It's there if we care to look for it.
Welcome to the inaugural edition of a new writing experiment, a newsletter I’m (for now) calling “The Thread”!
To be clear, it’s not “new” in the global, historical scheme of things, as if I’m the first person to deliver article-style posts (read: mostly inane observations) via email. I’m at LEAST the third, if not further down the list. It’s just that I feel like all of my recent attempts at finding a way to connect with people using the written word have been experimental, to some degree. Maybe all writing is, at its heart, a long series of experiments. I’ll leave that one for those who are more attuned to such things than I am.
Maybe still the scientific part of my brain, ill-formed as it is, cannot help but experiment, getting bored when something feels staid, or simply obeys the impulse to move on when things don’t seem to be working.
And that really hits at the heart of the matter, I think — an overwhelming awareness that previous experiments were not “working”.
I mean this not in the sense that there were no words to inscribe onto my end of the internet, and/or that there were no readers to peruse said words on theirs. There were words, and there were and are readers, if stats and comments are to be believed.
It is not even meant in the sense that I didn’t enjoy or believe in what I have written, if one can “believe” in such childish observations as how it would be fantastic if parents could have access to the ubiquitous airline pilot voice. I enjoy writing these things, and would probably do it even if no one else were reading them (I envision a 50-years-in-the-future me, a black crayon, a padded cell, and some scribbles about how the Biblical figure Moses was the quintessential parent.)
No, the sense of an errant experiment was the strong, creeping conviction that there was no purpose to it, at least no purpose in publishing it. As a good friend of mine encourages me to ask on a regular basis, “What is this unto?”
Translation: What’s the point?
Why write in the first place, and why ask others to read it?
And while the answer may still be a bit murky, for me at least, there is emerging this idea that most if not all of the bits we are driven to share in written form are in order to make a human connection. While our words might not connect with everyone, most of the time landing with only a slice of humanity (our “people”), the connections which are made happen because we have found a common thread that runs through our life and the lives of our readers.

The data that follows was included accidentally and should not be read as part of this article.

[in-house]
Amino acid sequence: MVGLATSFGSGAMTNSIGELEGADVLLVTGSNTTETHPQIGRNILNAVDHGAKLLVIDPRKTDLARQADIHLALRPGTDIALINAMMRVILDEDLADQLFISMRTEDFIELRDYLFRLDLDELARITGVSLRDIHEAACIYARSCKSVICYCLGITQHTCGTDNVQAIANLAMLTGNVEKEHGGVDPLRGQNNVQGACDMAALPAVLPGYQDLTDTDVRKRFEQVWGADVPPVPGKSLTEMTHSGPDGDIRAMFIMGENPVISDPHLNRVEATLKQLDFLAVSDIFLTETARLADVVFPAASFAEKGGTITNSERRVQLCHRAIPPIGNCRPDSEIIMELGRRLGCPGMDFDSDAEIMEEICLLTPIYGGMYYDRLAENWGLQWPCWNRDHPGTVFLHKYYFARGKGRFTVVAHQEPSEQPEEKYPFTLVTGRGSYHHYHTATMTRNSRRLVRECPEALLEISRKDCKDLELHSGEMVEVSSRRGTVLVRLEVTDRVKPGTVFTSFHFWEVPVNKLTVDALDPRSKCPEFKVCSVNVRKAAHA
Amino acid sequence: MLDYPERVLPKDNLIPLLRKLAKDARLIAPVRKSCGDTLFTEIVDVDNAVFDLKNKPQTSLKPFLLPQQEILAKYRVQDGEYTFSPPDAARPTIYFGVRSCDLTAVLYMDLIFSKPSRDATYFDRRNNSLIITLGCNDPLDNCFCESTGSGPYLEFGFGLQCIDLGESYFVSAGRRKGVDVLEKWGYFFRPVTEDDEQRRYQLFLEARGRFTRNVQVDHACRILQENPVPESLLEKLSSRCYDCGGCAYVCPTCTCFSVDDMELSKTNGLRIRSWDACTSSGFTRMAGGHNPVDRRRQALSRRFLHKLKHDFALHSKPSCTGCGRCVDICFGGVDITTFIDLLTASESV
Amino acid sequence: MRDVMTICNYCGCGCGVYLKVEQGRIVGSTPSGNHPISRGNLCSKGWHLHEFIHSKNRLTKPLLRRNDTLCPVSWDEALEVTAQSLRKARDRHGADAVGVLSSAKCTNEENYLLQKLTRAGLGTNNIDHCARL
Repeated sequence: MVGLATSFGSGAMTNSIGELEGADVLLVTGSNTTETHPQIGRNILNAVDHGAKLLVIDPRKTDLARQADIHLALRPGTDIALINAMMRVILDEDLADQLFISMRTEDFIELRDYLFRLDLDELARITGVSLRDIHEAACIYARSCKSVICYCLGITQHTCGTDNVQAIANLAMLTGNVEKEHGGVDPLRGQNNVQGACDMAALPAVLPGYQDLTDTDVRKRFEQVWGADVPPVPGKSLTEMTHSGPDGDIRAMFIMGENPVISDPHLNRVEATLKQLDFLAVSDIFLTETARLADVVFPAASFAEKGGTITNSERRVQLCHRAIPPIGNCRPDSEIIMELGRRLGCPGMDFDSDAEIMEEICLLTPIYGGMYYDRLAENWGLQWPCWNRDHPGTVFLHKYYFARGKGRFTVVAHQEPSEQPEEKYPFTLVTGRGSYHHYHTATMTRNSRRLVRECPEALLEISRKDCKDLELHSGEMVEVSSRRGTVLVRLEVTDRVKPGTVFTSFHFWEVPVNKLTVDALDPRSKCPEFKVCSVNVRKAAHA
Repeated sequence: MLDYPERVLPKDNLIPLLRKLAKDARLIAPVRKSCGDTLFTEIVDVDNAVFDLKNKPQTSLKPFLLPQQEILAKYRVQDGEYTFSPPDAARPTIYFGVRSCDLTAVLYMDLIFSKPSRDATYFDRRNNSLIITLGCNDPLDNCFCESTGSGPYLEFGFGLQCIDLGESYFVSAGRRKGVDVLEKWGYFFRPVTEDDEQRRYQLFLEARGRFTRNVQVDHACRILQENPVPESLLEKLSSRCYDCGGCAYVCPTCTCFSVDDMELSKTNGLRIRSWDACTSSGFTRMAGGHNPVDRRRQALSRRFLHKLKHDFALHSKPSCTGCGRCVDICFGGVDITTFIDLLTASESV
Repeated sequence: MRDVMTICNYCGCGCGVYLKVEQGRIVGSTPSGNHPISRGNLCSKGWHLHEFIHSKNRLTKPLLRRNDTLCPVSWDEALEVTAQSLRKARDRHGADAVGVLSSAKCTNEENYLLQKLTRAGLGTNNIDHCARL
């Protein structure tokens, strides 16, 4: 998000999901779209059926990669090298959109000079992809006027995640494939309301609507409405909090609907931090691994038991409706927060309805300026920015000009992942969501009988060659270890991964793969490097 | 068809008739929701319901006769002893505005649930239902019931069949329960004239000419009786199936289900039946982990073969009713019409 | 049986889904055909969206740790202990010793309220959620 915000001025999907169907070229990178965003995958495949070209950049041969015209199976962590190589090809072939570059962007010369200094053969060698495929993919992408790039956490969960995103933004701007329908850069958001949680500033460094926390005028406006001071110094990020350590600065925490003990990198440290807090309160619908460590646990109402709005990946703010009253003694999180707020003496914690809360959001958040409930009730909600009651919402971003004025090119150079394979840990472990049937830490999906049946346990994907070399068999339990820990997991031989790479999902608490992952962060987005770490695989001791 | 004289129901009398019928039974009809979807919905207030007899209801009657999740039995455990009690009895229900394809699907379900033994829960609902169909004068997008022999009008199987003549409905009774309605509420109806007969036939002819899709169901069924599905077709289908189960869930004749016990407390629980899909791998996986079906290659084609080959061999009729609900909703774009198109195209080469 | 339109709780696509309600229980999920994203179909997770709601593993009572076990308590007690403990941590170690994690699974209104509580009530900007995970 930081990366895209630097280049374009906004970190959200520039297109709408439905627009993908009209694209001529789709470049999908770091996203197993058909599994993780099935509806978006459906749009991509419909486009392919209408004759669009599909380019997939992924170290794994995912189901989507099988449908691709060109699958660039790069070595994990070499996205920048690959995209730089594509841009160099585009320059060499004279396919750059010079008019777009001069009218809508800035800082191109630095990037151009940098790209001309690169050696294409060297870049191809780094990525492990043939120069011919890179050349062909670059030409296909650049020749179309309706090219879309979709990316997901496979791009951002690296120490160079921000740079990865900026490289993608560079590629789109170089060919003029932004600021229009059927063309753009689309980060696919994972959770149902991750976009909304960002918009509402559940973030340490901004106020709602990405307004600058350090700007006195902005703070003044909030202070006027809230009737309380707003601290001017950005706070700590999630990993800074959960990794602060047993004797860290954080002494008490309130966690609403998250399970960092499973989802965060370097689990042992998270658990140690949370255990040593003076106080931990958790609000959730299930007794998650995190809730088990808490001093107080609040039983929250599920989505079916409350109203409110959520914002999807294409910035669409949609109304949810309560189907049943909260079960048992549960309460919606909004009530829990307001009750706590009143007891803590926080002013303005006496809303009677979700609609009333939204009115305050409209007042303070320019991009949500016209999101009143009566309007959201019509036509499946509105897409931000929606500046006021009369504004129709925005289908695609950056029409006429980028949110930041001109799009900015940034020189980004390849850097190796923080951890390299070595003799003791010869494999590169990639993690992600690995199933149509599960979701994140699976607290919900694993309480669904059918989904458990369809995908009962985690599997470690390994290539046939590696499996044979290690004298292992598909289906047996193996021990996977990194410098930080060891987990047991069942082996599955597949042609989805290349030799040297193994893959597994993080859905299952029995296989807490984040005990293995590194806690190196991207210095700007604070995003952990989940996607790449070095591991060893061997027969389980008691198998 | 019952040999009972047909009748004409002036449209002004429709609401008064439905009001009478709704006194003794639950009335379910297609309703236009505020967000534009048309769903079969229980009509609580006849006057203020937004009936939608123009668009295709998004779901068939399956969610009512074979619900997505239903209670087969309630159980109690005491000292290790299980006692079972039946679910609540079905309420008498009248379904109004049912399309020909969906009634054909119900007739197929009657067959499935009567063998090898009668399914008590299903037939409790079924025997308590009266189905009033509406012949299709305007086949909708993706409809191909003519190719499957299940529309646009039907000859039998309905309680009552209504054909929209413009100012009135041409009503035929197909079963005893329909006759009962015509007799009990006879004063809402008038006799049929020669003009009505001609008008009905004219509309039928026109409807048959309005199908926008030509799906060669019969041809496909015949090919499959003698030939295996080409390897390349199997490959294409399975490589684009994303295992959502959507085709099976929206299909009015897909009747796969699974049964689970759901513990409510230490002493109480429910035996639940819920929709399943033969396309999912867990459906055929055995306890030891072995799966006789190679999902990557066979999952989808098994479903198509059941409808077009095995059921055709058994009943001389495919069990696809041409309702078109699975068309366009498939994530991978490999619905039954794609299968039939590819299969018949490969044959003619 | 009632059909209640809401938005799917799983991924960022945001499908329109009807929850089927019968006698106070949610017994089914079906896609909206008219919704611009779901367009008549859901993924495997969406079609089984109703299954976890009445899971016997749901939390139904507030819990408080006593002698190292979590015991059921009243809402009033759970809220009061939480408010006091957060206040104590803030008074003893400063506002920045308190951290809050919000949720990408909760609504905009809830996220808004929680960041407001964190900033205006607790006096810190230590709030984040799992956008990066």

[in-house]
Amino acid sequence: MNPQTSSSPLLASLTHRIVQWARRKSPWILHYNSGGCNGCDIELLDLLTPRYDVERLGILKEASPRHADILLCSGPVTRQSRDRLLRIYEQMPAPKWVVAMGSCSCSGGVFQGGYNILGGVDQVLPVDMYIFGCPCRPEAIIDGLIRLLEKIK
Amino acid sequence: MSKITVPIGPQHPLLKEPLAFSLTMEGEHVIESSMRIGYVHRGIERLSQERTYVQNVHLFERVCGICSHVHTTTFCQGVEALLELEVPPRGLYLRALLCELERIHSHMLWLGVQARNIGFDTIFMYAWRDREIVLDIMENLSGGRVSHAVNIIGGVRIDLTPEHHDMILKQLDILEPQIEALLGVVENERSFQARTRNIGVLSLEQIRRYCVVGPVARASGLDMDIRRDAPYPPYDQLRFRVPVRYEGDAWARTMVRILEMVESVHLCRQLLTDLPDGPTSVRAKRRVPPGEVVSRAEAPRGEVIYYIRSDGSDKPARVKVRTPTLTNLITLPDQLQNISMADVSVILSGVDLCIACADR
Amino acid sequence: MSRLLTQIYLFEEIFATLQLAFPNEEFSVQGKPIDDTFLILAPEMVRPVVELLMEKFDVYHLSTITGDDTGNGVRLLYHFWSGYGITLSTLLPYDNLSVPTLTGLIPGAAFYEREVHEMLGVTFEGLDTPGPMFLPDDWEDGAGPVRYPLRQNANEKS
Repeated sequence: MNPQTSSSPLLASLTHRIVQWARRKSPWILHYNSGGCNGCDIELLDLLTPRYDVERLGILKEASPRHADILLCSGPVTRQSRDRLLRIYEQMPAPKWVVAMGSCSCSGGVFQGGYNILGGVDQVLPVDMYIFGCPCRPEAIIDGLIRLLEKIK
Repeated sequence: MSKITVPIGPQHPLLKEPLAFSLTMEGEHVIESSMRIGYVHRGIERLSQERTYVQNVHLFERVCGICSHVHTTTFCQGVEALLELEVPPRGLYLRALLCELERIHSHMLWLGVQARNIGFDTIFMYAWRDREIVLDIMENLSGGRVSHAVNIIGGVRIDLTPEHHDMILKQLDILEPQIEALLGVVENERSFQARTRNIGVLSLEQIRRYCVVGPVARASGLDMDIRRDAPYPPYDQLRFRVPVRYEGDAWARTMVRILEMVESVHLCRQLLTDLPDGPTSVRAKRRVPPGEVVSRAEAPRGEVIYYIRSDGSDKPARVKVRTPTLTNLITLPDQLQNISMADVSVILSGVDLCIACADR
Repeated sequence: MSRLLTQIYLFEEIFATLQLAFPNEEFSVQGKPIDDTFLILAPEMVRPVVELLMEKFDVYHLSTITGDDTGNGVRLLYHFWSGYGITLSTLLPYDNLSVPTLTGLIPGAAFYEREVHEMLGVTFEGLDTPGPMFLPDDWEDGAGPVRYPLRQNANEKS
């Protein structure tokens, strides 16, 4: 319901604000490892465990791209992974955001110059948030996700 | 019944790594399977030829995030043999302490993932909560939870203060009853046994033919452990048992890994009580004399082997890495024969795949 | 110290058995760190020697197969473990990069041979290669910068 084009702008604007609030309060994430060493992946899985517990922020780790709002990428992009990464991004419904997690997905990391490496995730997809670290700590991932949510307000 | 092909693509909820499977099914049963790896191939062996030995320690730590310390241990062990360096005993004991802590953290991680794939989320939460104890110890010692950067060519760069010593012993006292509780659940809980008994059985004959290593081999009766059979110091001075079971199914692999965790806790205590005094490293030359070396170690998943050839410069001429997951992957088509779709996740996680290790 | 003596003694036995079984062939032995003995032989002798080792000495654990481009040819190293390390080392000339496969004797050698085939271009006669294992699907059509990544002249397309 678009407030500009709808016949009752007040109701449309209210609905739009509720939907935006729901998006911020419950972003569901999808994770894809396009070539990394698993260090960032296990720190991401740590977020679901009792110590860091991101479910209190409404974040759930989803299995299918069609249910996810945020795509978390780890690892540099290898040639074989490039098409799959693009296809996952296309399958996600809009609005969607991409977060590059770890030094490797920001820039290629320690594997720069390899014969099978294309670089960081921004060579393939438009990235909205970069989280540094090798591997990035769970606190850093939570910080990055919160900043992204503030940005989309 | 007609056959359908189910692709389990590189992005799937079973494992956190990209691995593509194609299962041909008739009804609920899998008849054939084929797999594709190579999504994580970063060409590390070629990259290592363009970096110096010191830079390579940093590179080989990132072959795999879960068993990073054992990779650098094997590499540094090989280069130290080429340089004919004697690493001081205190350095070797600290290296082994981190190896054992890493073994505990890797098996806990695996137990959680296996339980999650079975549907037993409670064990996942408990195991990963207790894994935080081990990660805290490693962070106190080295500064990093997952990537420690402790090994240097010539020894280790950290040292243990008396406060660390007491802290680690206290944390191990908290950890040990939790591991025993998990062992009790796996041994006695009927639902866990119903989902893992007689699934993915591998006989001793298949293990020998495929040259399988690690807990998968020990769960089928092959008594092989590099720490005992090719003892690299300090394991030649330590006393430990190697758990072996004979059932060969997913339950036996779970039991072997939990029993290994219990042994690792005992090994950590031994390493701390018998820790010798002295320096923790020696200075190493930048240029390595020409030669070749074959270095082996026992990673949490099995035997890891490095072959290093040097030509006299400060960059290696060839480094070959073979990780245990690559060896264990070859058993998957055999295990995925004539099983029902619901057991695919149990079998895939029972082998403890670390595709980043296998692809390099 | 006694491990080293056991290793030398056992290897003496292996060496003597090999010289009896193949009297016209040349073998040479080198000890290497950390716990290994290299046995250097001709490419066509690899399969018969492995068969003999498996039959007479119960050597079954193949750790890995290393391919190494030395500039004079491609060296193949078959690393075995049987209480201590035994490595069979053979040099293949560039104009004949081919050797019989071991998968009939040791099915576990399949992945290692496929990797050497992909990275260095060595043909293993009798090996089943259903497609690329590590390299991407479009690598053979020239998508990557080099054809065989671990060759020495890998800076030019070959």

Humor, for instance, while highly subjective, works with those who enjoy it because the writer or speaker or actor or comedian has found something relatable and found a way to relate it with comedic timing. And while people love to laugh, I think they appreciate more that connection with the one delivering the lines, AND the community laughing alongside them.
The same is true with stories. Stories allow people a glimpse inside the experience of another, and either expose them to something new, thus building a sense of broadened empathy, or they act as a relief valve of sorts, as we realize that someone else has gone through something heavy or uplifting or scary, just like we have.
It reminds us that we are not alone.
I think the thread is there, if we care to look for it.
And that’s what I hope holds these writings together - the reality that we are not alone, and that we actually share more in common than our increasingly cynical world seems to believe.
I’m looking forward to the experiment. I’d be honored if you’d join me.
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